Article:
Friday, September 05, 2008

The Best Time to Come to Japan

One of the cardinal rules for gaijin coming to Japan is, try your best to make it over here as a university student. College life in Japan is a kind of magical time between childhood and adulthood, mercifully free of the stress that normally comes with studying at university, where you can make lifelong friends and see Japan from a viewpoint you won't ever get to enjoy again. I was too poor to come to Japan when I was in college, so I had to come here as a shakai-jin, a "society person" or full-time worker, which colored my experiences in a different way, but I'd have given anything to be able to visit Japan during school. Many universities offer study abroad programs that allow students to spend a semester or a year living in Japan, so if you or a Japan-focused young person you know would like to come to Japan for a year, start looking into what's available. Remember my theory that every young American should be made to live for a year outside their home country, which would do wonders for the way we view our own country and the rest of the world.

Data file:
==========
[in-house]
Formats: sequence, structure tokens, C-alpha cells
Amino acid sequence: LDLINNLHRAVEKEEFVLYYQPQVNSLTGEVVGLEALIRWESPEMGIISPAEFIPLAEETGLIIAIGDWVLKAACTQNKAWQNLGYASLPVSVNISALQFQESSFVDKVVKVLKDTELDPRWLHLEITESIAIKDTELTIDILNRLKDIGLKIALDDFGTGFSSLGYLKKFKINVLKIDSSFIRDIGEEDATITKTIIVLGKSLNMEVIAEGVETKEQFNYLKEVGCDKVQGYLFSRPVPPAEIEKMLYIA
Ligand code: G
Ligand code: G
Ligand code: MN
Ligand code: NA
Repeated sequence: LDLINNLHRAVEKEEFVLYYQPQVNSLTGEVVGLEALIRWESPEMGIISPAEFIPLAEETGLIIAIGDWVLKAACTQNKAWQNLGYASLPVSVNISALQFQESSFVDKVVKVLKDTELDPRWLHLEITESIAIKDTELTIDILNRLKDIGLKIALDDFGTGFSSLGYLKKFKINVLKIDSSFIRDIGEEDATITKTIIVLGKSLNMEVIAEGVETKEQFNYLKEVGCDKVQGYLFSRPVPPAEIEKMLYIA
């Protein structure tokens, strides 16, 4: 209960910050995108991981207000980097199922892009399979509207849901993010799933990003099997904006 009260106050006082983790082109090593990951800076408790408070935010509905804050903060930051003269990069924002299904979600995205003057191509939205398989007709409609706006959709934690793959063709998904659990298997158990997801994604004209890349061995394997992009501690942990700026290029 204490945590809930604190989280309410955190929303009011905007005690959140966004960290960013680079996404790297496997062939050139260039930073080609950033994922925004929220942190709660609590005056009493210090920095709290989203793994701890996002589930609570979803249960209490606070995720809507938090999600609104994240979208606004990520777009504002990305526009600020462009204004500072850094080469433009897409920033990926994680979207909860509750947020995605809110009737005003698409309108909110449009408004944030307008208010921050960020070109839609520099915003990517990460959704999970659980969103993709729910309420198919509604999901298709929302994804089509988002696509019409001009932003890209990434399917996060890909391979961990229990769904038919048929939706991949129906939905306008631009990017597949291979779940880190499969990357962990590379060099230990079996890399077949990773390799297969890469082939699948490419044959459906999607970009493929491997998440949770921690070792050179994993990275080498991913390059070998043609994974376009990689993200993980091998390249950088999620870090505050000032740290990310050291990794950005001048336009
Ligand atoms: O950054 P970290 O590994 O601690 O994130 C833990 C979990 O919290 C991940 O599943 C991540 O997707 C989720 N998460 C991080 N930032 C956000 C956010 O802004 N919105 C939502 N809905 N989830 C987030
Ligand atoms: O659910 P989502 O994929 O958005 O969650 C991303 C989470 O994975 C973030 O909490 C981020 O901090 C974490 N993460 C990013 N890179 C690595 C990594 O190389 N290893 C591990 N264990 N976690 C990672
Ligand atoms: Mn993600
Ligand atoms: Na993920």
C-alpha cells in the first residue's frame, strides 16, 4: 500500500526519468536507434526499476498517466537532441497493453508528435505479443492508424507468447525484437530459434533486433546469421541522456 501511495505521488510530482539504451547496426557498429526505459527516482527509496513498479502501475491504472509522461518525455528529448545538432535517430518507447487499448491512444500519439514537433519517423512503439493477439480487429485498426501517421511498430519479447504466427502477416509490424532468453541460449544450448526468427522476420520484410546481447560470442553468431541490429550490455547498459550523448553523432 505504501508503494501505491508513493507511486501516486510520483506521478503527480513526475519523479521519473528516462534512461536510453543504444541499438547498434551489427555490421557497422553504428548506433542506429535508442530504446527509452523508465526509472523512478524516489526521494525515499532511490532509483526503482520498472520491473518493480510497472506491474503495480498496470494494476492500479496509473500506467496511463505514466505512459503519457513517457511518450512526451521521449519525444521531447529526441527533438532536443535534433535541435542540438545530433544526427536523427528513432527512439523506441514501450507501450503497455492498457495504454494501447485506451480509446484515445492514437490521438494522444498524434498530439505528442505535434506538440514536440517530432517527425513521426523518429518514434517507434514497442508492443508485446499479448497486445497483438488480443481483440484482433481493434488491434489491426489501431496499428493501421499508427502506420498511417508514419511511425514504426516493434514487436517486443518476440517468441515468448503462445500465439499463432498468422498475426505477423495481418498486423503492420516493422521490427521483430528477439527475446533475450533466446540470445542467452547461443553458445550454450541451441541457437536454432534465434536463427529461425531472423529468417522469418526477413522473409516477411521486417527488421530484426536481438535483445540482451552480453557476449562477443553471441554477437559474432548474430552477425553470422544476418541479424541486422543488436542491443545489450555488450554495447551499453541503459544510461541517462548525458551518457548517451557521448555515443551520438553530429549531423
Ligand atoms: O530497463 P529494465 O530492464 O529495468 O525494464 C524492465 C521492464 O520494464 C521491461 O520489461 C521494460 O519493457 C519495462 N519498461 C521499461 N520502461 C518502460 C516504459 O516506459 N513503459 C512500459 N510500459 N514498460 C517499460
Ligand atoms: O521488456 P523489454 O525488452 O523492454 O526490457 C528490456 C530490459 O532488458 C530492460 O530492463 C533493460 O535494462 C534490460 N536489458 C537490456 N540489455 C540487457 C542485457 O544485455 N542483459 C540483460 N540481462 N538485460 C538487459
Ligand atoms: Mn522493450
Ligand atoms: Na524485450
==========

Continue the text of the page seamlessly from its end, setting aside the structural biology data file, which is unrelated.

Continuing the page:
If you are lucky enough to come here during your college years, this is what you get to look forward to:

Fun with Japanese Company Names